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Gayle Benson Rumors

Pelicans discussions about new long-term home still in early stages

The New Orleans Pelicans’ lease at Smoothie King Center expires in a little more than two years. On Tuesday, owner Gayle Benson said any discussions about a potential new long-term home for the Pelicans are still in the early stages. “You know, that’s in the future, and we’re trying to look for now,” Benson said at the NFL Annual Meeting in Palm Beach, Florida. “We’re talking about it, but we’ve been talking about it. Hopefully, at the right time we’ll make that decision. But for now, we’re just focusing on renovating what we have. We’re still renovating the Superdome and doing upgrades at the arena.”
She was complimentary of first-year coach Willie Green, who has the Pelicans in position to earn a play-in tournament spot despite star forward Zion Williamson not suiting up in a game this season. “You know, I’m so happy for Willie Green,” Benson said. “He’s such a great guy. He’s just very patient and kind. In the locker room, he’s so patient with the guys. I’m always in the locker room, and every time after the game, win or lose, he talks to them and explains to them why we didn’t win this time. It’s really a lot of fun to see him manage those players, or train them in how to be the best they can be.”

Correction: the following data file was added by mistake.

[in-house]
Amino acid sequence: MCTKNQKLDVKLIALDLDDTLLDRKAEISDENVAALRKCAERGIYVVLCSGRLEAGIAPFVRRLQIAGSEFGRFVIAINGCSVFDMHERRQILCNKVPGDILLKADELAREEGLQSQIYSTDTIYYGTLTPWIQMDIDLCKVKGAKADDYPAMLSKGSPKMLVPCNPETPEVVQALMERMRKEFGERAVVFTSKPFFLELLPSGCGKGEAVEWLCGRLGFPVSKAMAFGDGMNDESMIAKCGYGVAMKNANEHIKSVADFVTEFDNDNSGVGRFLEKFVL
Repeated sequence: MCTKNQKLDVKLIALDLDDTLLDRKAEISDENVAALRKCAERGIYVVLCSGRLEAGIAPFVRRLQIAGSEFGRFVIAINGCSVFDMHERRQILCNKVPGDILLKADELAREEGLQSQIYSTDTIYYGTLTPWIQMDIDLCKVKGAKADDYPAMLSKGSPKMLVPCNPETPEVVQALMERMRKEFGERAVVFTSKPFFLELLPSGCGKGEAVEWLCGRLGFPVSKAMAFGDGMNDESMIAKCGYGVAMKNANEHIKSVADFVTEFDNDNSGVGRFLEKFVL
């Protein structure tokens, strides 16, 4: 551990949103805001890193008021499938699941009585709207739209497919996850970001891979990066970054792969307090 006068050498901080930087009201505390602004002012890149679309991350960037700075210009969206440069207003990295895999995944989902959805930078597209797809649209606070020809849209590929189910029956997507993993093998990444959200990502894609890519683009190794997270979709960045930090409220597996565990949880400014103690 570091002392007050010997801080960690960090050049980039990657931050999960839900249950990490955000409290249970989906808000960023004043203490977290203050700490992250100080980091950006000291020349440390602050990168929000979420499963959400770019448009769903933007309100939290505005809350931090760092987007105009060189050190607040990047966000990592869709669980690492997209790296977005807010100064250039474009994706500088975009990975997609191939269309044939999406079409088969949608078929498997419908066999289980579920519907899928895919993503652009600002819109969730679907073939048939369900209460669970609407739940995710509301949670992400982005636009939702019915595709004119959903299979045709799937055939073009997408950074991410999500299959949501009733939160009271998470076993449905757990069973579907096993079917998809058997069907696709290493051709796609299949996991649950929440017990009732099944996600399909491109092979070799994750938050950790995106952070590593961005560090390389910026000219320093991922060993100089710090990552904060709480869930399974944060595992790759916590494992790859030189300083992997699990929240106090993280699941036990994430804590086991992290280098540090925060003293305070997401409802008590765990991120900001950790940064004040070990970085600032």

Pelicans president on team leaving New Orleans: 'It’s not going to happen'

A June report in The Athletic from former NBA executive John Hollinger cited league sources that identified the Pelicans as “the most likely team to seek relocation in the coming decade.” Dennis Lauscha, the president of the Pelicans and Saints, had a blunt response to talk of moving the team. “There’s absolutely no way — not on my watch, not on Mrs. Benson’s watch,” said Lauscha. “I was born and raised in New Orleans. It tore my heart out when the Jazz left. The last thing I want is for either of these teams to leave New Orleans. It’s not going to happen.”
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The Pelicans signed a 12-year lease extension in 2012, which included $50 million in revenue-enhancing upgrades to the arena and a commitment from the league to bring the NBA All-Star Game to New Orleans. Team and state officials have already met to start spit-balling possible long-term solutions. Two leading possibilities have emerged: a major renovation of the Smoothie King Center, where the team has played since relocating to New Orleans in 2002, or a new arena.